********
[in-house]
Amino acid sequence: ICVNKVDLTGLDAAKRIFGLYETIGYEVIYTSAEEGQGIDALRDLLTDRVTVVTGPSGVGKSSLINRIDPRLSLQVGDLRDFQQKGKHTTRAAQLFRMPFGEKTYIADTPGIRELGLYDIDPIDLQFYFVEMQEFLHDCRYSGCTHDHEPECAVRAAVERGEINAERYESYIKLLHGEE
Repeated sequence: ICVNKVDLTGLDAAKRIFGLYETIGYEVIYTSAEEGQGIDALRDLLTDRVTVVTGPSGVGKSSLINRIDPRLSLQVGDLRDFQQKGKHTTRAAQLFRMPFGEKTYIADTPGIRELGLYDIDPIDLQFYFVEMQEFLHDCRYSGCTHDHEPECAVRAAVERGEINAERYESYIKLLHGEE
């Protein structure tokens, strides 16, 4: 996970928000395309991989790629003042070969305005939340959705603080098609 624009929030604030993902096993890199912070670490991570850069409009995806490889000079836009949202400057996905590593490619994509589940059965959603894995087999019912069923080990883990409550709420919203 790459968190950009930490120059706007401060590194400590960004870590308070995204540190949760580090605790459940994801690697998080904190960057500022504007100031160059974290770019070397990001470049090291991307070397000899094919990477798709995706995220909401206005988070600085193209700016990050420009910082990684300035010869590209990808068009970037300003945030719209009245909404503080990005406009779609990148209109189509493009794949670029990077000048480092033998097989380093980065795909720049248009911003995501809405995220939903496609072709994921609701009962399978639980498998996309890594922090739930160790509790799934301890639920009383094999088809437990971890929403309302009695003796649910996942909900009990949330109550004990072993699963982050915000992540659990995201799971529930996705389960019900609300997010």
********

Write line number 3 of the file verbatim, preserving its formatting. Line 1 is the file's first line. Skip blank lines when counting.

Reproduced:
Repeated sequence: ICVNKVDLTGLDAAKRIFGLYETIGYEVIYTSAEEGQGIDALRDLLTDRVTVVTGPSGVGKSSLINRIDPRLSLQVGDLRDFQQKGKHTTRAAQLFRMPFGEKTYIADTPGIRELGLYDIDPIDLQFYFVEMQEFLHDCRYSGCTHDHEPECAVRAAVERGEINAERYESYIKLLHGEE